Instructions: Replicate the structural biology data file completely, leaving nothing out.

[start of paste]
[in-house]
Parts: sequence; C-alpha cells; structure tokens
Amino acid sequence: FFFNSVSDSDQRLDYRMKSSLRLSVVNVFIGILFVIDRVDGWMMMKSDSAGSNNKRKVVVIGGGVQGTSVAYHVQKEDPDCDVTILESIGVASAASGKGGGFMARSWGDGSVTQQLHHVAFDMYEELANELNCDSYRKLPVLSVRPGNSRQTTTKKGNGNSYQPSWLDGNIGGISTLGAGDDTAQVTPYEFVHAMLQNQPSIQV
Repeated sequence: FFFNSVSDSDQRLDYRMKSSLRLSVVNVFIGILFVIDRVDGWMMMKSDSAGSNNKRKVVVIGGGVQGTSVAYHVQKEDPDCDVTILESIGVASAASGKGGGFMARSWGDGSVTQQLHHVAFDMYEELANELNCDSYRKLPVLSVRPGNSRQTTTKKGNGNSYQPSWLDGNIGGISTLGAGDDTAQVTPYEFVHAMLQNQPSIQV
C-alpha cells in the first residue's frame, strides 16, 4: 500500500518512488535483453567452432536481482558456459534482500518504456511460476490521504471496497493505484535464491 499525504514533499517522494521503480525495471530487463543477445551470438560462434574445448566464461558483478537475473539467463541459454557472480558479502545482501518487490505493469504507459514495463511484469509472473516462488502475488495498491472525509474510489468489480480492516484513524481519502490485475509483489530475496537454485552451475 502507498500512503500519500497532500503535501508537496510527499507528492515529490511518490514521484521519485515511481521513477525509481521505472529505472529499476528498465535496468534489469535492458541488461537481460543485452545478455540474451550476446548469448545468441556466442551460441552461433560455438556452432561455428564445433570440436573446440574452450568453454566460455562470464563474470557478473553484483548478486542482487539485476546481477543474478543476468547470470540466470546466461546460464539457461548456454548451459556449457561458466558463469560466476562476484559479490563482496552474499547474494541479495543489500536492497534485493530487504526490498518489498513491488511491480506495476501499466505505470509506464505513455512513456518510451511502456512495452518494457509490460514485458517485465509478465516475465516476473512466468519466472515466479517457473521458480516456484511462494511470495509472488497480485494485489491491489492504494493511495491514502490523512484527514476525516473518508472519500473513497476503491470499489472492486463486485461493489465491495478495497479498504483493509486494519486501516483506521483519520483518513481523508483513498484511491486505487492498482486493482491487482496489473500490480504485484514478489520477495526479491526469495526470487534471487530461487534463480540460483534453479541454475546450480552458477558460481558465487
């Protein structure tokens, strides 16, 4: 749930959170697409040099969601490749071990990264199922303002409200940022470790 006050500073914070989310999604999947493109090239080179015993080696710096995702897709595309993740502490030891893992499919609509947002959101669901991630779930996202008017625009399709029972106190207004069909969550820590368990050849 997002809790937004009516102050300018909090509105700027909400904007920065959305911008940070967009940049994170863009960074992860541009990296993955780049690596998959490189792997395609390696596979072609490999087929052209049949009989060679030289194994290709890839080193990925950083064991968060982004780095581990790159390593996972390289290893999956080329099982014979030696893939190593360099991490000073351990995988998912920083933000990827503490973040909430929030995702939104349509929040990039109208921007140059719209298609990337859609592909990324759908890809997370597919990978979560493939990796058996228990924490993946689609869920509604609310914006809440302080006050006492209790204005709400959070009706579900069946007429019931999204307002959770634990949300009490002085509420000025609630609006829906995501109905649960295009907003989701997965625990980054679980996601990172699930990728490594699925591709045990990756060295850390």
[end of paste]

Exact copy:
[in-house]
Parts: sequence; C-alpha cells; structure tokens
Amino acid sequence: FFFNSVSDSDQRLDYRMKSSLRLSVVNVFIGILFVIDRVDGWMMMKSDSAGSNNKRKVVVIGGGVQGTSVAYHVQKEDPDCDVTILESIGVASAASGKGGGFMARSWGDGSVTQQLHHVAFDMYEELANELNCDSYRKLPVLSVRPGNSRQTTTKKGNGNSYQPSWLDGNIGGISTLGAGDDTAQVTPYEFVHAMLQNQPSIQV
Repeated sequence: FFFNSVSDSDQRLDYRMKSSLRLSVVNVFIGILFVIDRVDGWMMMKSDSAGSNNKRKVVVIGGGVQGTSVAYHVQKEDPDCDVTILESIGVASAASGKGGGFMARSWGDGSVTQQLHHVAFDMYEELANELNCDSYRKLPVLSVRPGNSRQTTTKKGNGNSYQPSWLDGNIGGISTLGAGDDTAQVTPYEFVHAMLQNQPSIQV
C-alpha cells in the first residue's frame, strides 16, 4: 500500500518512488535483453567452432536481482558456459534482500518504456511460476490521504471496497493505484535464491 499525504514533499517522494521503480525495471530487463543477445551470438560462434574445448566464461558483478537475473539467463541459454557472480558479502545482501518487490505493469504507459514495463511484469509472473516462488502475488495498491472525509474510489468489480480492516484513524481519502490485475509483489530475496537454485552451475 502507498500512503500519500497532500503535501508537496510527499507528492515529490511518490514521484521519485515511481521513477525509481521505472529505472529499476528498465535496468534489469535492458541488461537481460543485452545478455540474451550476446548469448545468441556466442551460441552461433560455438556452432561455428564445433570440436573446440574452450568453454566460455562470464563474470557478473553484483548478486542482487539485476546481477543474478543476468547470470540466470546466461546460464539457461548456454548451459556449457561458466558463469560466476562476484559479490563482496552474499547474494541479495543489500536492497534485493530487504526490498518489498513491488511491480506495476501499466505505470509506464505513455512513456518510451511502456512495452518494457509490460514485458517485465509478465516475465516476473512466468519466472515466479517457473521458480516456484511462494511470495509472488497480485494485489491491489492504494493511495491514502490523512484527514476525516473518508472519500473513497476503491470499489472492486463486485461493489465491495478495497479498504483493509486494519486501516483506521483519520483518513481523508483513498484511491486505487492498482486493482491487482496489473500490480504485484514478489520477495526479491526469495526470487534471487530461487534463480540460483534453479541454475546450480552458477558460481558465487
């Protein structure tokens, strides 16, 4: 749930959170697409040099969601490749071990990264199922303002409200940022470790 006050500073914070989310999604999947493109090239080179015993080696710096995702897709595309993740502490030891893992499919609509947002959101669901991630779930996202008017625009399709029972106190207004069909969550820590368990050849 997002809790937004009516102050300018909090509105700027909400904007920065959305911008940070967009940049994170863009960074992860541009990296993955780049690596998959490189792997395609390696596979072609490999087929052209049949009989060679030289194994290709890839080193990925950083064991968060982004780095581990790159390593996972390289290893999956080329099982014979030696893939190593360099991490000073351990995988998912920083933000990827503490973040909430929030995702939104349509929040990039109208921007140059719209298609990337859609592909990324759908890809997370597919990978979560493939990796058996228990924490993946689609869920509604609310914006809440302080006050006492209790204005709400959070009706579900069946007429019931999204307002959770634990949300009490002085509420000025609630609006829906995501109905649960295009907003989701997965625990980054679980996601990172699930990728490594699925591709045990990756060295850390």